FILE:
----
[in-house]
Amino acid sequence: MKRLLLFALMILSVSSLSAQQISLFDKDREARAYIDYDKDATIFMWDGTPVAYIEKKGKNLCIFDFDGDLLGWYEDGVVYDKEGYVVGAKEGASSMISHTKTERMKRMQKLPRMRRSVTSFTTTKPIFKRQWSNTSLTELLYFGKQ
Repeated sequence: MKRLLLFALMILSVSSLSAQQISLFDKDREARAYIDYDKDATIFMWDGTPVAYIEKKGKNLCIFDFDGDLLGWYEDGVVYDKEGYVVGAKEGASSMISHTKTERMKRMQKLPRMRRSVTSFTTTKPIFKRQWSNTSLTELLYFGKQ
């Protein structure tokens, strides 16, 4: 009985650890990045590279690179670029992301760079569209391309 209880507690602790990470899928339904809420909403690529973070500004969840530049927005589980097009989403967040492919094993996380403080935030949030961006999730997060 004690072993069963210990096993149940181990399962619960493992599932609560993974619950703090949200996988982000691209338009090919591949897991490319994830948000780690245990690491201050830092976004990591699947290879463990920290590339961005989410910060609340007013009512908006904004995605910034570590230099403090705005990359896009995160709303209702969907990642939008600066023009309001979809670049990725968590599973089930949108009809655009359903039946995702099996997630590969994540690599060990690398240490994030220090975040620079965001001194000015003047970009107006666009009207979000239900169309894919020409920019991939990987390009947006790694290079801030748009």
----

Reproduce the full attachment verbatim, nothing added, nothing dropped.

[in-house]
Amino acid sequence: MKRLLLFALMILSVSSLSAQQISLFDKDREARAYIDYDKDATIFMWDGTPVAYIEKKGKNLCIFDFDGDLLGWYEDGVVYDKEGYVVGAKEGASSMISHTKTERMKRMQKLPRMRRSVTSFTTTKPIFKRQWSNTSLTELLYFGKQ
Repeated sequence: MKRLLLFALMILSVSSLSAQQISLFDKDREARAYIDYDKDATIFMWDGTPVAYIEKKGKNLCIFDFDGDLLGWYEDGVVYDKEGYVVGAKEGASSMISHTKTERMKRMQKLPRMRRSVTSFTTTKPIFKRQWSNTSLTELLYFGKQ
């Protein structure tokens, strides 16, 4: 009985650890990045590279690179670029992301760079569209391309 209880507690602790990470899928339904809420909403690529973070500004969840530049927005589980097009989403967040492919094993996380403080935030949030961006999730997060 004690072993069963210990096993149940181990399962619960493992599932609560993974619950703090949200996988982000691209338009090919591949897991490319994830948000780690245990690491201050830092976004990591699947290879463990920290590339961005989410910060609340007013009512908006904004995605910034570590230099403090705005990359896009995160709303209702969907990642939008600066023009309001979809670049990725968590599973089930949108009809655009359903039946995702099996997630590969994540690599060990690398240490994030220090975040620079965001001194000015003047970009107006666009009207979000239900169309894919020409920019991939990987390009947006790694290079801030748009």